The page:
Murphy has organized the chapters around the narratives, providing history and context for those chapters. The chapters and the narratives cover a wide range of experiences and topics, such as economic and global issues that lead to vulnerability to work and labor slavery; the romanticization of slaves as being part of a family and the use of family labels and ties to continue to oppress workers; the various legal and economic tools and methods that traffickers and slave holders use to keep people enslaved; the moments and the awakenings when persons who are trafficked realize their enslavement and begin to resist individually and collectively; the silence that is a part of the slave narrative; and finally, how some survivors become activists and work individually and with activist/survivor communities to tell their stories and develop power and strength from their work for others.

This book is not just an effort to showcase modern slave narratives nor to provide a context for understanding those narratives. The book also is a call to action, and provides specific ways that people can become “21st century abolitionists” and fight to end slavery. Detailed advice is given about how to become involved in the anti-slavery movement both at a personal level and at a societal level. To support that advice, lists of anti-slavery organizations are provided in the Appendix.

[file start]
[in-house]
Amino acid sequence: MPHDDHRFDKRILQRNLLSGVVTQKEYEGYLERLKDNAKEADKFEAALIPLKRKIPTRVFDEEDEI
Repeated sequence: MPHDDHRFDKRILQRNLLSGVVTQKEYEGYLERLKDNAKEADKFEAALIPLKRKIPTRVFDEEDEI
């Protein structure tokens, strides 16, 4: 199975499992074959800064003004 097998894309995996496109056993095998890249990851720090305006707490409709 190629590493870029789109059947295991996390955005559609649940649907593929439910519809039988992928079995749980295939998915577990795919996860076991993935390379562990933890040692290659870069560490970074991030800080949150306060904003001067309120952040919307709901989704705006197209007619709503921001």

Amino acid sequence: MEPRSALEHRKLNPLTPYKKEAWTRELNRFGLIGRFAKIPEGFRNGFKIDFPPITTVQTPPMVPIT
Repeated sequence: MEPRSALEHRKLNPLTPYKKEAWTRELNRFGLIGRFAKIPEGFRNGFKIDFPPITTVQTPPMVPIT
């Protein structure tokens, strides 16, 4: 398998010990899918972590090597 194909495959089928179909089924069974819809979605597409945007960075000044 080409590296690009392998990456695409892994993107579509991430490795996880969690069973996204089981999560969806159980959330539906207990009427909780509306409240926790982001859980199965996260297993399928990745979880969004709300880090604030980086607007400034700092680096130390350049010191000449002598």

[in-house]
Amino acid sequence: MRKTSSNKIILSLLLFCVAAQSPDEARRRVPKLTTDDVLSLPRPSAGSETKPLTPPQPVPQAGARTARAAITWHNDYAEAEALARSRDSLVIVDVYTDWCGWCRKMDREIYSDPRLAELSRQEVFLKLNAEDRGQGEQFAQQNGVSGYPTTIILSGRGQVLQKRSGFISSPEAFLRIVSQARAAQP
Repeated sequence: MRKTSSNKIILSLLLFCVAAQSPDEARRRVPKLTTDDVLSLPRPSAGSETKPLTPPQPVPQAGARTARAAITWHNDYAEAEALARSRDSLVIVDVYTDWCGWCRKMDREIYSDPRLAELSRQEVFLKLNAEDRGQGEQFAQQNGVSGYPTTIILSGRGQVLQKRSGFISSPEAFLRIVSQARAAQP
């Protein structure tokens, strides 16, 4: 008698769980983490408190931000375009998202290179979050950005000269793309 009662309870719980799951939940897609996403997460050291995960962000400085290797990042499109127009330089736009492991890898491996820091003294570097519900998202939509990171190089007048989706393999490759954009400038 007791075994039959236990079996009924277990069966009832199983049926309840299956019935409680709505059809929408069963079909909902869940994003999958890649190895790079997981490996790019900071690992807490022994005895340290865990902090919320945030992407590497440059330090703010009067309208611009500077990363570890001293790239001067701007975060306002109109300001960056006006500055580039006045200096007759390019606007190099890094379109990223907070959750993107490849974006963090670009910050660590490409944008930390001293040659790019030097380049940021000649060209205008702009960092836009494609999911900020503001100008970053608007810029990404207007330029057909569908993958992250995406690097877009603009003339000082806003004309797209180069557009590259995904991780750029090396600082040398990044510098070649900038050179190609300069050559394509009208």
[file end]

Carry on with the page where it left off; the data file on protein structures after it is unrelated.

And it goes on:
If we are to increase the accuracy and precision in the reporting of trafficking or slavery, we must include the voices of those most directly affected by trafficking or slavery — the survivors. In her book, Laura Murphy weaves a strong historical and cultural framework for understanding the nature of those standpoints, the diversity of the voices, and the importance of including those perspectives in any political discussion, news commentary or documentary, or any societal debate about the issue.

Anne Johnston, Ph.D.
Professor, School of Journalism and Mass Communication
Co-director, The Irina Project
University of North Carolina at Chapel Hill